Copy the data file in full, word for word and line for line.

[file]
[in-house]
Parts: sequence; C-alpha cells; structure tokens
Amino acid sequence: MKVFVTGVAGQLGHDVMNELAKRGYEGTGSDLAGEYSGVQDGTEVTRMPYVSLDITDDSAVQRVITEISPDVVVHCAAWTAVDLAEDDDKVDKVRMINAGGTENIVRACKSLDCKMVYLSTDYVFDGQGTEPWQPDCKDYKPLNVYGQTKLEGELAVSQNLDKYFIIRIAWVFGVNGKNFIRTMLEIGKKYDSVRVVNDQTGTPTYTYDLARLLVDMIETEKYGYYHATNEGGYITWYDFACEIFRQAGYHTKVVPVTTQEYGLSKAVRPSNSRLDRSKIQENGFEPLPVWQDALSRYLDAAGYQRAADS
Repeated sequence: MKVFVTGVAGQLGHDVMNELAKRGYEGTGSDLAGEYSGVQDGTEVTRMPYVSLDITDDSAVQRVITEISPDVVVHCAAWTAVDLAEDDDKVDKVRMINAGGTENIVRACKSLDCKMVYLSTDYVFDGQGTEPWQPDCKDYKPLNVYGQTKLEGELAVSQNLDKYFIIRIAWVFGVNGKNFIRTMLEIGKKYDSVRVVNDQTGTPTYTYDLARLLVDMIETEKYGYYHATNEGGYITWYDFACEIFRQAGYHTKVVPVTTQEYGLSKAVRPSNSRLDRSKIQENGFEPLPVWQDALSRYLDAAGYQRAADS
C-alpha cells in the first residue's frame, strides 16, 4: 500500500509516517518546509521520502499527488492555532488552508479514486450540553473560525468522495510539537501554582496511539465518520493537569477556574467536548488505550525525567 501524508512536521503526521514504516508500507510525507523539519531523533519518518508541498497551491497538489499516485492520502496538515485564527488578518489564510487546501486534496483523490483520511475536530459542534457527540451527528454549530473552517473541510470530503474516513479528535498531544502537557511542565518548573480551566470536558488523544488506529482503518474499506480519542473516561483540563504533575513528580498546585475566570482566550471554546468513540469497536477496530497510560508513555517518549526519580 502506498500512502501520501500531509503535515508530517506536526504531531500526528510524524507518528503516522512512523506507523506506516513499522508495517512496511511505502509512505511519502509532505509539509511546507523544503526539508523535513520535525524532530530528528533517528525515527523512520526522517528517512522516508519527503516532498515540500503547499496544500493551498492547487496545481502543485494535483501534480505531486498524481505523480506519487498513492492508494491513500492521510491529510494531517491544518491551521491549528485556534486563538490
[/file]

[in-house]
Parts: sequence; C-alpha cells; structure tokens
Amino acid sequence: MKVFVTGVAGQLGHDVMNELAKRGYEGTGSDLAGEYSGVQDGTEVTRMPYVSLDITDDSAVQRVITEISPDVVVHCAAWTAVDLAEDDDKVDKVRMINAGGTENIVRACKSLDCKMVYLSTDYVFDGQGTEPWQPDCKDYKPLNVYGQTKLEGELAVSQNLDKYFIIRIAWVFGVNGKNFIRTMLEIGKKYDSVRVVNDQTGTPTYTYDLARLLVDMIETEKYGYYHATNEGGYITWYDFACEIFRQAGYHTKVVPVTTQEYGLSKAVRPSNSRLDRSKIQENGFEPLPVWQDALSRYLDAAGYQRAADS
Repeated sequence: MKVFVTGVAGQLGHDVMNELAKRGYEGTGSDLAGEYSGVQDGTEVTRMPYVSLDITDDSAVQRVITEISPDVVVHCAAWTAVDLAEDDDKVDKVRMINAGGTENIVRACKSLDCKMVYLSTDYVFDGQGTEPWQPDCKDYKPLNVYGQTKLEGELAVSQNLDKYFIIRIAWVFGVNGKNFIRTMLEIGKKYDSVRVVNDQTGTPTYTYDLARLLVDMIETEKYGYYHATNEGGYITWYDFACEIFRQAGYHTKVVPVTTQEYGLSKAVRPSNSRLDRSKIQENGFEPLPVWQDALSRYLDAAGYQRAADS
C-alpha cells in the first residue's frame, strides 16, 4: 500500500509516517518546509521520502499527488492555532488552508479514486450540553473560525468522495510539537501554582496511539465518520493537569477556574467536548488505550525525567 501524508512536521503526521514504516508500507510525507523539519531523533519518518508541498497551491497538489499516485492520502496538515485564527488578518489564510487546501486534496483523490483520511475536530459542534457527540451527528454549530473552517473541510470530503474516513479528535498531544502537557511542565518548573480551566470536558488523544488506529482503518474499506480519542473516561483540563504533575513528580498546585475566570482566550471554546468513540469497536477496530497510560508513555517518549526519580 502506498500512502501520501500531509503535515508530517506536526504531531500526528510524524507518528503516522512512523506507523506506516513499522508495517512496511511505502509512505511519502509532505509539509511546507523544503526539508523535513520535525524532530530528528533517528525515527523512520526522517528517512522516508519527503516532498515540500503547499496544500493551498492547487496545481502543485494535483501534480505531486498524481505523480506519487498513492492508494491513500492521510491529510494531517491544518491551521491549528485556534486563538490